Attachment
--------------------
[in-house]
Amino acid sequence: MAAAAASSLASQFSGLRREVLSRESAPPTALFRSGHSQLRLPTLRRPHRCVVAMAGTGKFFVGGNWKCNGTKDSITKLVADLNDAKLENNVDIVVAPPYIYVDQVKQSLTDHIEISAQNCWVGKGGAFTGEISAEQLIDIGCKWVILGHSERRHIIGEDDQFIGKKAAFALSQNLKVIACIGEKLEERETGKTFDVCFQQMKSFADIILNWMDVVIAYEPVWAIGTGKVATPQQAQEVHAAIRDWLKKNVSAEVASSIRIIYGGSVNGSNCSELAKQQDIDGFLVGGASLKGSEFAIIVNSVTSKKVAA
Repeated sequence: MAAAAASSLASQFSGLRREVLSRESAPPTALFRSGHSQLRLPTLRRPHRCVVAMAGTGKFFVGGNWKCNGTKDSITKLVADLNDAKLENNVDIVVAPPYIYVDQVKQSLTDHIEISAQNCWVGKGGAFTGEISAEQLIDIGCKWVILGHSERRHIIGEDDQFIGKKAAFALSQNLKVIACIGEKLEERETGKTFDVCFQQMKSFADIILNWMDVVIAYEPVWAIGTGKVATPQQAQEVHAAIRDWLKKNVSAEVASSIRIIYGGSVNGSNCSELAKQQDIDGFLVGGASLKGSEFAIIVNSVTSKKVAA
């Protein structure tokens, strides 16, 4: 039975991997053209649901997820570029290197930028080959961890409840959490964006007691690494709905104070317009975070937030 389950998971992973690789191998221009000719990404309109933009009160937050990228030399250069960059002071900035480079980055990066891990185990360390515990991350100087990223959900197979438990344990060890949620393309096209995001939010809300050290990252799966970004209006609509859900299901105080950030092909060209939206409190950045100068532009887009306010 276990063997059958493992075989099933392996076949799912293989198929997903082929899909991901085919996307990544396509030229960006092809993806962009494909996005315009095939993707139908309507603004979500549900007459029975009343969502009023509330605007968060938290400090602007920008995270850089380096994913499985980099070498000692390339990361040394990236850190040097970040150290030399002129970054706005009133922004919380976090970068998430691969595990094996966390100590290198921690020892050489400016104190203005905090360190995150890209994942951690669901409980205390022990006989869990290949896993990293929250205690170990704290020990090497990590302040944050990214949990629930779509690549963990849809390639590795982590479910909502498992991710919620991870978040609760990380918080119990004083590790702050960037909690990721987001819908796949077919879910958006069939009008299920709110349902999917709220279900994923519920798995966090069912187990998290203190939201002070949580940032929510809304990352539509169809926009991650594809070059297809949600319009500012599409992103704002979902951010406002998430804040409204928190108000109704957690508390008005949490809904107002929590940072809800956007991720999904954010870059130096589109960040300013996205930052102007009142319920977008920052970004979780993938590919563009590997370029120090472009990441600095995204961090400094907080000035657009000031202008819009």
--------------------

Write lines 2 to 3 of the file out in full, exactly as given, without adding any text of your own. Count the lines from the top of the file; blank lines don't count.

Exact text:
Amino acid sequence: MAAAAASSLASQFSGLRREVLSRESAPPTALFRSGHSQLRLPTLRRPHRCVVAMAGTGKFFVGGNWKCNGTKDSITKLVADLNDAKLENNVDIVVAPPYIYVDQVKQSLTDHIEISAQNCWVGKGGAFTGEISAEQLIDIGCKWVILGHSERRHIIGEDDQFIGKKAAFALSQNLKVIACIGEKLEERETGKTFDVCFQQMKSFADIILNWMDVVIAYEPVWAIGTGKVATPQQAQEVHAAIRDWLKKNVSAEVASSIRIIYGGSVNGSNCSELAKQQDIDGFLVGGASLKGSEFAIIVNSVTSKKVAA
Repeated sequence: MAAAAASSLASQFSGLRREVLSRESAPPTALFRSGHSQLRLPTLRRPHRCVVAMAGTGKFFVGGNWKCNGTKDSITKLVADLNDAKLENNVDIVVAPPYIYVDQVKQSLTDHIEISAQNCWVGKGGAFTGEISAEQLIDIGCKWVILGHSERRHIIGEDDQFIGKKAAFALSQNLKVIACIGEKLEERETGKTFDVCFQQMKSFADIILNWMDVVIAYEPVWAIGTGKVATPQQAQEVHAAIRDWLKKNVSAEVASSIRIIYGGSVNGSNCSELAKQQDIDGFLVGGASLKGSEFAIIVNSVTSKKVAA